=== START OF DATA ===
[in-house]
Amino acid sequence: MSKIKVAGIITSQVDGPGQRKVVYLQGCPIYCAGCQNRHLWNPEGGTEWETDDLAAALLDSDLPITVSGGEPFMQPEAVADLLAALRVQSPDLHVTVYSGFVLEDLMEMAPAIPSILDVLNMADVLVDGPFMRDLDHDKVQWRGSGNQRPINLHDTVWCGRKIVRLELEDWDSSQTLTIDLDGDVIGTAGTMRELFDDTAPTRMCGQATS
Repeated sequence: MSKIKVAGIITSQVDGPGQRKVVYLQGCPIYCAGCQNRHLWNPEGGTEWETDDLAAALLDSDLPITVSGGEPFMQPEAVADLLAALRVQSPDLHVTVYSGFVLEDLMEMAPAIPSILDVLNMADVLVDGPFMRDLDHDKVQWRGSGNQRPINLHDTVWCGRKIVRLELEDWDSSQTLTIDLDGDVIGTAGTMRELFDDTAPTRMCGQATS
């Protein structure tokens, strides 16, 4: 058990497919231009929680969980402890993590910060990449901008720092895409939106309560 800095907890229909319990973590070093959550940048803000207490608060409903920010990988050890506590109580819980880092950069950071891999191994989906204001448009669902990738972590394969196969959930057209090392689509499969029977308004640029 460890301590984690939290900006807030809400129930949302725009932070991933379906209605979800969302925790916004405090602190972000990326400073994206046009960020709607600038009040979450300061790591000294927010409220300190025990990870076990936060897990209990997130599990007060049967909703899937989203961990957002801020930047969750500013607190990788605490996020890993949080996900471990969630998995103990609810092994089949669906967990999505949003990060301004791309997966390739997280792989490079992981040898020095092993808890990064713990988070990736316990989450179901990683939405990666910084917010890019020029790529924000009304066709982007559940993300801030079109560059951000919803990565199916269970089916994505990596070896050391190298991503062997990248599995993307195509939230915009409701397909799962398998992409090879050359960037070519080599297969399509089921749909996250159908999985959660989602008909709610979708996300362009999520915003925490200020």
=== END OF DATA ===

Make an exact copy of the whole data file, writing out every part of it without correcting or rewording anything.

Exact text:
[in-house]
Amino acid sequence: MSKIKVAGIITSQVDGPGQRKVVYLQGCPIYCAGCQNRHLWNPEGGTEWETDDLAAALLDSDLPITVSGGEPFMQPEAVADLLAALRVQSPDLHVTVYSGFVLEDLMEMAPAIPSILDVLNMADVLVDGPFMRDLDHDKVQWRGSGNQRPINLHDTVWCGRKIVRLELEDWDSSQTLTIDLDGDVIGTAGTMRELFDDTAPTRMCGQATS
Repeated sequence: MSKIKVAGIITSQVDGPGQRKVVYLQGCPIYCAGCQNRHLWNPEGGTEWETDDLAAALLDSDLPITVSGGEPFMQPEAVADLLAALRVQSPDLHVTVYSGFVLEDLMEMAPAIPSILDVLNMADVLVDGPFMRDLDHDKVQWRGSGNQRPINLHDTVWCGRKIVRLELEDWDSSQTLTIDLDGDVIGTAGTMRELFDDTAPTRMCGQATS
């Protein structure tokens, strides 16, 4: 058990497919231009929680969980402890993590910060990449901008720092895409939106309560 800095907890229909319990973590070093959550940048803000207490608060409903920010990988050890506590109580819980880092950069950071891999191994989906204001448009669902990738972590394969196969959930057209090392689509499969029977308004640029 460890301590984690939290900006807030809400129930949302725009932070991933379906209605979800969302925790916004405090602190972000990326400073994206046009960020709607600038009040979450300061790591000294927010409220300190025990990870076990936060897990209990997130599990007060049967909703899937989203961990957002801020930047969750500013607190990788605490996020890993949080996900471990969630998995103990609810092994089949669906967990999505949003990060301004791309997966390739997280792989490079992981040898020095092993808890990064713990988070990736316990989450179901990683939405990666910084917010890019020029790529924000009304066709982007559940993300801030079109560059951000919803990565199916269970089916994505990596070896050391190298991503062997990248599995993307195509939230915009409701397909799962398998992409090879050359960037070519080599297969399509089921749909996250159908999985959660989602008909709610979708996300362009999520915003925490200020």